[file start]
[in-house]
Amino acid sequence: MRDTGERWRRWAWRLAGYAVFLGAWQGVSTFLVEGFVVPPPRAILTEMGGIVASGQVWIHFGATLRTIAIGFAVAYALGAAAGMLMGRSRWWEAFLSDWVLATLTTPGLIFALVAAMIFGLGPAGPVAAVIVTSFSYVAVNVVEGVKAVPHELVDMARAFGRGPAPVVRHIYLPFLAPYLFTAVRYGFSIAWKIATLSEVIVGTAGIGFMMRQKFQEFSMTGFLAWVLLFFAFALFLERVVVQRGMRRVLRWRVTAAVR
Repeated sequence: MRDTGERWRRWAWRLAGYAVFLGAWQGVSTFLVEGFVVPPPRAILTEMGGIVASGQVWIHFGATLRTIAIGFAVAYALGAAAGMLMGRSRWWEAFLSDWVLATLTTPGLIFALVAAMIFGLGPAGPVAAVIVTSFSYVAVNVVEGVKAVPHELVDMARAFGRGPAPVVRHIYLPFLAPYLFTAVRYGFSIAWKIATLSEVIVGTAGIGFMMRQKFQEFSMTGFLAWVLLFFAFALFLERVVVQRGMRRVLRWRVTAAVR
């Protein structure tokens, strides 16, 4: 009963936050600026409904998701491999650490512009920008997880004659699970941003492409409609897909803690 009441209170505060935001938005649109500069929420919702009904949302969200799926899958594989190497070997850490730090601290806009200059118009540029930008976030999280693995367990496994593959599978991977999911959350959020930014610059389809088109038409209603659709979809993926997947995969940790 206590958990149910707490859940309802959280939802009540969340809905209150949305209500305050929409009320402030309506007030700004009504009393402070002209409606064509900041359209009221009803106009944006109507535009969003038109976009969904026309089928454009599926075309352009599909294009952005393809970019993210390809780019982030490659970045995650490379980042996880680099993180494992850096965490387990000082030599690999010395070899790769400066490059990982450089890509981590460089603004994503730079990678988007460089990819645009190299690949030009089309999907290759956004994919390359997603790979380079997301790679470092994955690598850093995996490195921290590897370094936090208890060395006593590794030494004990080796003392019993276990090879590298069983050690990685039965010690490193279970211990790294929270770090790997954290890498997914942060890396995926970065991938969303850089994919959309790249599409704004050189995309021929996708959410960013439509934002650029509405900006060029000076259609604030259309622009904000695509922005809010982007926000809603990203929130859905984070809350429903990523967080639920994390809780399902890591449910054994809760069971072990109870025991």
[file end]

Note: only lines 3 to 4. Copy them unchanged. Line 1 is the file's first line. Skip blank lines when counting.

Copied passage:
Repeated sequence: MRDTGERWRRWAWRLAGYAVFLGAWQGVSTFLVEGFVVPPPRAILTEMGGIVASGQVWIHFGATLRTIAIGFAVAYALGAAAGMLMGRSRWWEAFLSDWVLATLTTPGLIFALVAAMIFGLGPAGPVAAVIVTSFSYVAVNVVEGVKAVPHELVDMARAFGRGPAPVVRHIYLPFLAPYLFTAVRYGFSIAWKIATLSEVIVGTAGIGFMMRQKFQEFSMTGFLAWVLLFFAFALFLERVVVQRGMRRVLRWRVTAAVR
């Protein structure tokens, strides 16, 4: 009963936050600026409904998701491999650490512009920008997880004659699970941003492409409609897909803690 009441209170505060935001938005649109500069929420919702009904949302969200799926899958594989190497070997850490730090601290806009200059118009540029930008976030999280693995367990496994593959599978991977999911959350959020930014610059389809088109038409209603659709979809993926997947995969940790 206590958990149910707490859940309802959280939802009540969340809905209150949305209500305050929409009320402030309506007030700004009504009393402070002209409606064509900041359209009221009803106009944006109507535009969003038109976009969904026309089928454009599926075309352009599909294009952005393809970019993210390809780019982030490659970045995650490379980042996880680099993180494992850096965490387990000082030599690999010395070899790769400066490059990982450089890509981590460089603004994503730079990678988007460089990819645009190299690949030009089309999907290759956004994919390359997603790979380079997301790679470092994955690598850093995996490195921290590897370094936090208890060395006593590794030494004990080796003392019993276990090879590298069983050690990685039965010690490193279970211990790294929270770090790997954290890498997914942060890396995926970065991938969303850089994919959309790249599409704004050189995309021929996708959410960013439509934002650029509405900006060029000076259609604030259309622009904000695509922005809010982007926000809603990203929130859905984070809350429903990523967080639920994390809780399902890591449910054994809760069971072990109870025991």